Alternative titles: Eiji’s Bizarre Adventure: Future Geass
Manga adaptation by Asread
Streaming on Crunchyroll
Ten years ago, so-called “Orders” started showing up – people granted incredible powers to make their wishes come true. Eiji is one of them, yet after he foolishly wished for the power to destroy the world and caused a great calamity, he has decided to dedicate his life to caring for his sickly sister. Until another Order shows up who claims Eiji’s wish killed her parents, and Eiji finds out he might not have been responsible for the world’s destruction after all…
Aqua’s verdict: Irredeemable
I still think about Future Diary a lot. Mostly in an attempt to make sense of its Moffatesque ending, but sometimes also about why the hell I liked it so much. Future Diary was not a good show. It was wonky and puerile, rampantly misogynistic and pointlessly audacious. Yet there was something about the utter disdain it had for the conventions of logical plot progression that made it stand out, an ability to amidst all of its CGI gods, time travel shenanigans, spandex-clad vigilantes, apocalypse cults, neo-nazi mayors, cosplaying terrorists, preschool-aged psychopaths and that one scene where Yuno ties Yukki to a chair in her underwear and forces him to eat her homemade curry, Future Diary actually managed to spin an engaging tale full of dark secrets, exciting twists and turns and a surprising serving of genuine characterization, albeit all incredibly stupid.
Big Order, based on a manga by the same author, might as well be Future Diary‘s Earth-2 alternate self. Once again Sakae Esuno delivers another perverse maelstrom of ultraviolence, tone-deaf absurdity and questionable attitudes to women, yet unlike Future Diary, Big Order doesn’t have that same menacing atmosphere. Here, it’s evident from the get-go that shit’s fucked, and in a way, Esuno has himself to blame. In Future Diary, everyone betrayed everyone and no one was safe, and in Big Order it’s very much the same, leaving all of its already boundless swerves to feel obligatory and predictable, rather than actually shocking. The revelation that Rin is a deranged psychopath will shock absolutely no one ever, resulting in her boundless facial acrobatics having none of the memetic appeal that made Yuno such a memorable character.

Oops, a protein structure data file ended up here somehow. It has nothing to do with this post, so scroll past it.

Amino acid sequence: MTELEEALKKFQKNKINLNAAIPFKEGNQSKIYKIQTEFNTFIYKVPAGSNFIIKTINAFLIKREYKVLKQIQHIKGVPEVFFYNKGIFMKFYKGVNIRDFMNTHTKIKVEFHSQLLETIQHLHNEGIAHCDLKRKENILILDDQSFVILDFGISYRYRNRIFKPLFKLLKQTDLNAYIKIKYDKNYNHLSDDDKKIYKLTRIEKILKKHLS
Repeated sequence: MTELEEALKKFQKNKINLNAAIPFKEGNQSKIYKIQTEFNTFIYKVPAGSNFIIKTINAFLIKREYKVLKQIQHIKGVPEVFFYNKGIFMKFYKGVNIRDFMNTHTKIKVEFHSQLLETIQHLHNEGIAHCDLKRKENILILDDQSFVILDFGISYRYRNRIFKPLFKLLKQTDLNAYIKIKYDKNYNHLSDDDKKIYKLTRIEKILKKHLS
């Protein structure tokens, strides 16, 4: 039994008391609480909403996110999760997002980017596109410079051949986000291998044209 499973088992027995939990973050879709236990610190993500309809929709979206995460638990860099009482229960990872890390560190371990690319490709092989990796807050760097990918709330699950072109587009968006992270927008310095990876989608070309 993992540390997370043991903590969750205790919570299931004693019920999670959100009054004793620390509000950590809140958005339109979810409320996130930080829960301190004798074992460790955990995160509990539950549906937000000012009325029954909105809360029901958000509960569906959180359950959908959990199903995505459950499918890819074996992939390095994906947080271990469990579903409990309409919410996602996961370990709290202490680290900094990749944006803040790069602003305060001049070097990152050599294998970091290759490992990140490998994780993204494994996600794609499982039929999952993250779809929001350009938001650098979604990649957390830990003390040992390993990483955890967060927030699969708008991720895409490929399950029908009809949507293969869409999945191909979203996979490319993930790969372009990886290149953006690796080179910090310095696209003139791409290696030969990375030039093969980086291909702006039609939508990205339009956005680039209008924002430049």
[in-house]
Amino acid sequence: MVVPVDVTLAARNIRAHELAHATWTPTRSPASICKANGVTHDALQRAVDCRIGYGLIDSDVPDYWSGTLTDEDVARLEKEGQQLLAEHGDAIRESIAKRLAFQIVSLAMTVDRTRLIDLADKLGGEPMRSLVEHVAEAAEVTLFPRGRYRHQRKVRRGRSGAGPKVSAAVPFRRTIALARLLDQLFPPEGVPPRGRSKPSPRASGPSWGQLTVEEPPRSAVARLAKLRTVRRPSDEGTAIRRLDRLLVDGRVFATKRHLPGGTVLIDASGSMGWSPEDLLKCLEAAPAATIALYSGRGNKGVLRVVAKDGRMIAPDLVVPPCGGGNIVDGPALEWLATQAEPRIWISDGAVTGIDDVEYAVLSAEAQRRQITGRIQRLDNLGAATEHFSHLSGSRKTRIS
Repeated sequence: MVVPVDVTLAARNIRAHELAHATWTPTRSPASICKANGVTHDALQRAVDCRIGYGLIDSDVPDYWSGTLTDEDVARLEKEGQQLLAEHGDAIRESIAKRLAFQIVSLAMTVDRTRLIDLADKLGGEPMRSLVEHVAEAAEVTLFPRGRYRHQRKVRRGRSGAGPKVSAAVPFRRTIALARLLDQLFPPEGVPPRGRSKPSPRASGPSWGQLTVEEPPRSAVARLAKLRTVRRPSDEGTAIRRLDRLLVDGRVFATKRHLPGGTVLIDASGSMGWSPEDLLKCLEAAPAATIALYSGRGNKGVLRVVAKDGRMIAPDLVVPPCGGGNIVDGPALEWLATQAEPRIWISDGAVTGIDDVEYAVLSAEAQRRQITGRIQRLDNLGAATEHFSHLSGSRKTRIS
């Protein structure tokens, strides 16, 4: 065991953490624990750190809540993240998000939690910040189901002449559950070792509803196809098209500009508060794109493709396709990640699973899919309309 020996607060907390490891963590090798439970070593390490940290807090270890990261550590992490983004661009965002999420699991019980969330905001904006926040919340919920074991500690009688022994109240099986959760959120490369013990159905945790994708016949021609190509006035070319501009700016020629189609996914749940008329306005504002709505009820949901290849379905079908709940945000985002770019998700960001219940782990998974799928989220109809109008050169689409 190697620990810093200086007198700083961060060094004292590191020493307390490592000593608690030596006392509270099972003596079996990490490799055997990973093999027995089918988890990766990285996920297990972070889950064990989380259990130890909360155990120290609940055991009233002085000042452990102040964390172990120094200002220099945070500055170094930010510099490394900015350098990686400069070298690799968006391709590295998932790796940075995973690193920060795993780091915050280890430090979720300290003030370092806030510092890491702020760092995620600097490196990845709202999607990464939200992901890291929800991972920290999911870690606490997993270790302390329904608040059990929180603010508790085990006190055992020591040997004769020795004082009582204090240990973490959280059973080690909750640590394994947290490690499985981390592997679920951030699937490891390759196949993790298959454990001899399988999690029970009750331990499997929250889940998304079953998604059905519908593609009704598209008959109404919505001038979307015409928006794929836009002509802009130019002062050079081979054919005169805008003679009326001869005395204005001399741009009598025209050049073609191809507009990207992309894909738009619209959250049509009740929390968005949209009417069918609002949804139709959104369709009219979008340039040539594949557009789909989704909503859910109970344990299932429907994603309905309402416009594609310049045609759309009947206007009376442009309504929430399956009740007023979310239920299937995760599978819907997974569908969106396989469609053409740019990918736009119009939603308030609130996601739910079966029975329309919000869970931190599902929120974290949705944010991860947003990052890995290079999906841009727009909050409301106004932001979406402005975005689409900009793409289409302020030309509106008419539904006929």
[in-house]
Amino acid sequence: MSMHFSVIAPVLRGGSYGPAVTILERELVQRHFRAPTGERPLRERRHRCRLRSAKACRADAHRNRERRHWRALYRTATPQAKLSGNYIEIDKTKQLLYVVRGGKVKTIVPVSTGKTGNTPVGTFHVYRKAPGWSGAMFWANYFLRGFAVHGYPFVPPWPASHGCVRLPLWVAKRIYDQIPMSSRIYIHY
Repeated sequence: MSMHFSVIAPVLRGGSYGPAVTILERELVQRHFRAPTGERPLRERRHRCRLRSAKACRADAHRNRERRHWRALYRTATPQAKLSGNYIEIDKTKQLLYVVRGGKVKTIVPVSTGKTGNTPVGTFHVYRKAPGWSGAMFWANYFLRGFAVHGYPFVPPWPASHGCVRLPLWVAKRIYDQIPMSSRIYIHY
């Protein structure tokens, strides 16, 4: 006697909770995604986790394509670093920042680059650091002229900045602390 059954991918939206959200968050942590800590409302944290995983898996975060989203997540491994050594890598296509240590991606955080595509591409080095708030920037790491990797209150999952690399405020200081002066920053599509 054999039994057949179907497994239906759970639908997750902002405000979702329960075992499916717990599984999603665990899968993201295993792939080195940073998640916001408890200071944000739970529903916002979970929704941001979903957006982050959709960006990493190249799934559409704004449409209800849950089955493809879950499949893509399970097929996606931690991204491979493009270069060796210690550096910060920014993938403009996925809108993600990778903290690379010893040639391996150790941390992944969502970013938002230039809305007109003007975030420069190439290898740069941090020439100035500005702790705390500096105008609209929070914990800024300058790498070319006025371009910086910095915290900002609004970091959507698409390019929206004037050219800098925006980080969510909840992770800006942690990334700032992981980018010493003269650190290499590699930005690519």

Count in the even for Esuno’s standards repugnant final scene, in which Eiji uses his powers to force Rin to ‘submit’ to him – with all the implications you’d expect from a show as tasteless as this one – and you’ll realize that Big Order has given up any and all attempts to have its token yandere be more than just a poster girl. And that’s symptomatic of the general issue with Big Order – it feels like an obligation, rather than anything anyone actually wanted to make. It looks drab and muted, the voice acting feels phoned in, the special effects are hilariously sub-par and the trashy, cartoony humour that elevated Future Diary to the very top of the train wreck ladder has been replaced with the saccharine “onii-chans” of an oh-so-tragic sickly little sister character.
It’s these entirely unwanted and unwarranted attempts at honesty that make Big Order feel so dishonest. If it wanted to be honest, it could have used its frankly interesting premise – kid got to make a wish, wished for the end of the world because he was an angsty little git, now has to live with the consequences and try to use his destructive powers for good – to spin a solid coming-of-age tale. What we get, however, is a nonsensical clash of Code Geass, JoJo’s Bizarre Adventure and all of Future Diary’s worst bits. It will be worth it just to see what new and creative ways Esuno can come up with to make his new baby crash and burn, but then again, this is the season that has The Lost Village in it.